The Russian government’s slow stance on the growing economic instability could earn it “junk” status in 2015, said former finance minister Alexei Kudrin on Monday.At a news conference, Kudrin said that the western sanctions over the Ukraine crisis was deterring the economy from growing and the government’s slow decisions were not making it any better for the country.”Today, I can say that we have entered or are entering a real, full-fledged economic crisis. Next year we will feel it clearly. The government has not been quick enough to address the situation … I am yet to hear … its clear assessment of the current situation,” Kudrin was quoted by Reuters as saying.”Russia will get a downgrade. It will enter the ‘junk’ territory,” said Kudrin.Kudrin also said that if oil prices remained at current levels, the Russian economy could shrink by 4 percent.”This is a serious challenge to the economy,” said Kudrin.Kudrin’s warning comes just after the government bailed out the National Bank Trust for $531 million (30 billion rubles) to prevent it from going bankrupt. This marks the Russian central bank’s first bailout since the currency slump and the biggest ever financial rescue, reflecting the seriousness of the matter.Experts say more banks could soon follow suit because of the lack of liquidity in the market.”It’s 100 percent sure that more banks will be rescued because there is an acute shortage of liquidity. The interbank market has practically come to a halt because of a lack of trust and the central bank is afraid of giving more rubles to banks so they don’t buy more dollars with them,” Maxim Osadchy, head of analysis at BKF Bank in Moscow was quoted by Bloomberg.Considering Russia’s financial struggle, China said it was willing to offer help to the country. “We are convinced that Russia has the ability and the wisdom to overcome the current kind of challenging situation. We consistently support and help each other. If the Russian side requires it, then we will offer required assistance within the scope of our abilities,” Wang Yi, Chinese foreign minister was quoted by The Wall Street Journal as saying.Though China and Russia haven’t had very strong ties in the history, Moscow is reportedly seeking to bridge gaps with Beijing as both countries want to reduce dependence on US dollars in international transactions.China and Russia have signed a three-year currency-swap deal worth $24.1 billion.Russian analysts say any kind of help is welcome but the western sanctions are the real problem.”…it can’t substitute the losses of the Russian banking system and economy from western sanctions,” Vladimir Miklashevsky, a strategist at Danske Bank A/S, said in an e-mail to Bloomberg.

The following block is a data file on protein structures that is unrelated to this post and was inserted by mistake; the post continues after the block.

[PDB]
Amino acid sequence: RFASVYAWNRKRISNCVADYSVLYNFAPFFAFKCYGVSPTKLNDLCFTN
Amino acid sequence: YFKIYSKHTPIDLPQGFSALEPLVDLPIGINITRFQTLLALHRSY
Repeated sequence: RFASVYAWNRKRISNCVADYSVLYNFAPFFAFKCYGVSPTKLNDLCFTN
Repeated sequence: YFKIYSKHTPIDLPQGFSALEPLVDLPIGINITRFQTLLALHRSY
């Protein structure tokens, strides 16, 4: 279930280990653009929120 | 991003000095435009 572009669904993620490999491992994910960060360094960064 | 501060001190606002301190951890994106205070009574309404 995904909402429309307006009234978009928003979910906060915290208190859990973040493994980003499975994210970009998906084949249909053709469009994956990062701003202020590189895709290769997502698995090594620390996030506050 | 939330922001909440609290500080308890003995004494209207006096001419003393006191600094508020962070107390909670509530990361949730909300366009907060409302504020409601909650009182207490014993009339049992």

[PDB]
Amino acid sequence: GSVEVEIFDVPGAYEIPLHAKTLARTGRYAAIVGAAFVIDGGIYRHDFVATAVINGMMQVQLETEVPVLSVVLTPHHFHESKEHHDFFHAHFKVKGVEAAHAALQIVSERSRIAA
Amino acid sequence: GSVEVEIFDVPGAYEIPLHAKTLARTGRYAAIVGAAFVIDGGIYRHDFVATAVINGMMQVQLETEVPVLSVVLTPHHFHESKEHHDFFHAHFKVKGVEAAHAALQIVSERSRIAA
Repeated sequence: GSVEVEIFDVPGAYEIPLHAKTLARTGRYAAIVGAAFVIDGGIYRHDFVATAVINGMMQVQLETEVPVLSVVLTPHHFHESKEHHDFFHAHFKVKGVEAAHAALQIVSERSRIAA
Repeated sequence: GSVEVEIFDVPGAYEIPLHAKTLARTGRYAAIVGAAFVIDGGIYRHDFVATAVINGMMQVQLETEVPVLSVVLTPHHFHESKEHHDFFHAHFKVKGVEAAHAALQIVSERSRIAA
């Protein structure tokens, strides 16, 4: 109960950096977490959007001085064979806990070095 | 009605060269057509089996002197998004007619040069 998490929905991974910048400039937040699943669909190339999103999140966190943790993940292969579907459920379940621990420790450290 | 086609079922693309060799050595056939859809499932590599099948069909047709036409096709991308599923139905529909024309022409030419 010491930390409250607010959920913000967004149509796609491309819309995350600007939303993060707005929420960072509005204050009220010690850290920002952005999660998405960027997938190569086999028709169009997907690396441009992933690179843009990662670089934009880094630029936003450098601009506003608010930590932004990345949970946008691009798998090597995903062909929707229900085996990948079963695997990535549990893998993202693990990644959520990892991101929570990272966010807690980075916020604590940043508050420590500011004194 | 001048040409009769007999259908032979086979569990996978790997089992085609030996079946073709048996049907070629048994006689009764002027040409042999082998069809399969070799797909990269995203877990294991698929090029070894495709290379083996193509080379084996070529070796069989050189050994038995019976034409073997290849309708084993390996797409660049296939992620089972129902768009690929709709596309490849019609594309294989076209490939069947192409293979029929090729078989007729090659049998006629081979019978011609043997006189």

IBTimes VideoRelated VideosMore videos Play VideoPlayMute0:00/0:00Loaded: 0%0:00Progress: 0%Stream TypeLIVE0:00?Playback Rate1xChaptersChaptersDescriptionsdescriptions off, selectedSubtitlessubtitles settings, opens subtitles settings dialogsubtitles off, selectedAudio TrackFullscreenThis is a modal window.The media could not be loaded, either because the server or network failed or because the format is not supported.Beginning of dialog window. Escape will cancel and close the window.TextColorWhiteBlackRedGreenBlueYellowMagentaCyanTransparencyOpaqueSemi-TransparentBackgroundColorBlackWhiteRedGreenBlueYellowMagentaCyanTransparencyOpaqueSemi-TransparentTransparentWindowColorBlackWhiteRedGreenBlueYellowMagentaCyanTransparencyTransparentSemi-TransparentOpaqueFont Size50%75%100%125%150%175%200%300%400%Text Edge StyleNoneRaisedDepressedUniformDropshadowFont FamilyProportional Sans-SerifMonospace Sans-SerifProportional SerifMonospace SerifCasualScriptSmall CapsReset restore all settings to the default valuesDoneClose Modal DialogEnd of dialog window. COPY LINKAD Loading … Close Are bad times awaiting the “King of good times”? The Enforcement Directorate (ED) in its affidavit filed in a UK court has claimed that Vijay Mallya — who was arrested on Tuesday in London — had laundered around Rs 500 crore of the Rs 900 crore loan he took from IDBI Bank in India.According to the economic intelligence agency, Mallya diverted the loan money to at least seven countries, including the US, the UK, France, Switzerland and Ireland. The affidavit provides complete money-trail details.The affidavit suggests that he used several shell companies and some of his legitimate companies besides Kingfisher Airlines to divert the money by generating fake invoices or through over-invoicing of products, the Times of India reported.Not just that, but Mallya had also appointed dummy directors in the shell companies, while he would control and look after any business-related fund transfers.In addition to the probe, Britain’s Serious Fraud Office (SFO) has found that the current residence of Mallya in London known as the Lady Walk was bought using money he borrowed from the Indian banks and then routed through companies located in the UK.The SFO has shared the details with the Central Bureau of Investigation (CBI), according to a report by India Today.According to an official, the prosecutors in London now have everything they need to prove criminality of Vijay Mallya.”Now, our extradition case will be heard along with CBI’s extradition proceedings in the Westminster court in December,” said an ED officer.Extradition is the act by one jurisdiction of delivering a person who has been accused of committing a crime in another jurisdiction. The Ministry of External Affairs (MEA) takes up extradition requests with the concerned foreign countries when a request for extradition is received from the relevant law enforcement agencies in India.Reports last month suggested both the CBI and the ED believed Mallya had diverted most of the Rs 6,000 crore borrowed from banks to shell companies.Both agencies said evidence gathered would strengthen their case for Mallya’s extradition from the UK.The nation’s biggest public sector bank, the State Bank of India, is the leader of the consortium of 17 banks to whom Mallya owes over Rs 9,000 crore.Liquor baron Mallya had left the country in March 2016 after public sector banks claimed he was a loan defaulter and owed an estimated amount of Rs 9,091 crore. They had also approached the Debt Recovery Tribunal. In picture: Vijay Mallya.ReutersMallya was arrested in London on Tuesday, but was granted bail shortly after being produced before the Westminster Magistrates’ Court for a hearing.”I deny all allegations that have been made and I will continue to deny them. I have not eluded any court. I’ve given enough evidence to prove my case,” Mallya said outside the court after the hearing.Mallya, who was also a member of the Rajya Sabha, left the Indian shores about six days before the banks approached the court.The fight between Mallya and the CBI and ED is expected to get intense in the future and bringing him back could be a tough job. Both the agencies are, however, hoping they will get him in the December 4 hearing.